National treasure Dame Julie Walters has joined faces from TV, comedy and show business across the UK in encouraging us all to have a cuppa and chat with someone they care about beyond Samaritans’ recent Brew Monday.
This month’s Blue Monday is branded “most difficult day of the year” but the leading suicide prevention charity says feeling low can happen to any one on any day.
In a bid to uplift the nation as pandemic uncertainties continue, Samaritans encourage people to lend an ear to loved ones after raising a cuppa on Brew Monday.
Although winter is thought to be one of the harder seasons, with dark days and frosty nights, Samaritans volunteers hear similar concerns all year round from those that contact the charity.
Chief concerns include mental health and illness (46 per cent), family (34 per cent) and loneliness (28 per cent).
To mark Brew Monday, Julie Walters and Keith Lemon, as well as comedian James Acaster and EastEnders actor Stevie Basaula, featured in a sketch ripping apart last week’s fictional date, instead inviting people to connect with someone over a cuppa and chat any day of any week.
Samaritans Ambassador Julie said: “People go through a range of emotions throughout the year so the idea of feeling blue on one day is a load of rubbish. I’ve had my fair share of blue days and have found solace in speaking to loved ones over a cuppa.
“It doesn’t have to be Monday, or a cuppa, connecting with someone at any time during the year shows them you are there and ready to listen.”
Talented artists connected to Samaritans, who have experience of mental health struggles, also lent their paintbrushes and pencils by create new uplifting illustrations that share a message of connection with others over a catch-up.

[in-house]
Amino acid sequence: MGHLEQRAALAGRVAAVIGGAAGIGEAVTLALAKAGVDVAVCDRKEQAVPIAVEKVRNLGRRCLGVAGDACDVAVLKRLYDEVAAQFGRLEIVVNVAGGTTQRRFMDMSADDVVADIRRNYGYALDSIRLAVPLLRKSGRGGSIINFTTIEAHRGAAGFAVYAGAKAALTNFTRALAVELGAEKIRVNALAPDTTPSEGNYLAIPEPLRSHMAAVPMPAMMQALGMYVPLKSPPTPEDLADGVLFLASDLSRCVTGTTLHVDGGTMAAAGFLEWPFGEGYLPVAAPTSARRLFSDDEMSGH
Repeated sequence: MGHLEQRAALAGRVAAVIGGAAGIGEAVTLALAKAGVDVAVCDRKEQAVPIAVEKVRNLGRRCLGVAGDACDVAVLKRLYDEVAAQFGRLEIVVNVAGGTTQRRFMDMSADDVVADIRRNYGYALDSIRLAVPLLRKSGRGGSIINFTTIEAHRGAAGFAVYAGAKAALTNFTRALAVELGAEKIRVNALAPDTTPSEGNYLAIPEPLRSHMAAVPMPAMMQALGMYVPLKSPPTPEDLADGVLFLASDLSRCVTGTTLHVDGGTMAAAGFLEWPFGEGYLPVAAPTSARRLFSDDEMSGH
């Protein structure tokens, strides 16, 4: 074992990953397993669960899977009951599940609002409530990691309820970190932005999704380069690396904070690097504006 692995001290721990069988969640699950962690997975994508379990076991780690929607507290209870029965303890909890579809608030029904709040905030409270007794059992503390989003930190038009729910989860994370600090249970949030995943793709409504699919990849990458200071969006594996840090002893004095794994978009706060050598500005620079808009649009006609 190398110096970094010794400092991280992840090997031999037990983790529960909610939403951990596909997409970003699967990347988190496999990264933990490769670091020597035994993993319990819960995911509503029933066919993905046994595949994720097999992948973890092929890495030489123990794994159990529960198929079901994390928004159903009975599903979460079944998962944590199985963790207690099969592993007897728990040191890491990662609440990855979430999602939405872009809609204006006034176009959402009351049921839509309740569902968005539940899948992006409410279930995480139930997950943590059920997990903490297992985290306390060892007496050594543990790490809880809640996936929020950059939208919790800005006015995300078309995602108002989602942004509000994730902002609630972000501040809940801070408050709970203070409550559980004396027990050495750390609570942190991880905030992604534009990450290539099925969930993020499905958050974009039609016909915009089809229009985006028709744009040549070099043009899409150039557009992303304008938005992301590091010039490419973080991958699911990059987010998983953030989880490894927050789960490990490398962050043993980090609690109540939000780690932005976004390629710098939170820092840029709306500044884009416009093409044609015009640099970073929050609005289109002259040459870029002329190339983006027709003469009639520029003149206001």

Artwork from Britain’s Got Talent contestant and food artist Nathan Wyburn, former volunteer and illustrator and author James Norbury, and contemporary wellbeing artist Emelie Hryhoruk, who has called Samaritans for support in the past, are being shown on digital screens across Network Rail stations to inspire passengers.
James, a former Samaritans volunteer who recently published his first illustrated book Big Panda & Tiny Dragon, shares some of the ideas that helped him through difficult times.
“Having struggled with intrusive thoughts for years, I’ve felt the pain and sadness that many callers experience.
“Talking can help you feel less alone and bring the problems sitting at the back of your head in the shadowy darkness, into the light. Things can often feel much more tangible, rather than a confusing awful mess. Talking about how you feel is a great tonic.”
Hundreds of Samaritans volunteers will be out at their local train stations across the UK throughout January, supporting key workers and those who are travelling, providing tea bags and tips on how to be a better listener.
Samaritans CEO Julie Bentley said: “We’re so grateful to the rail industry for their support of Brew Monday again this year.
“Throughout the various lockdowns and restrictions, the pandemic has shown us that staying connected with others has been a vital part of getting people through difficult times.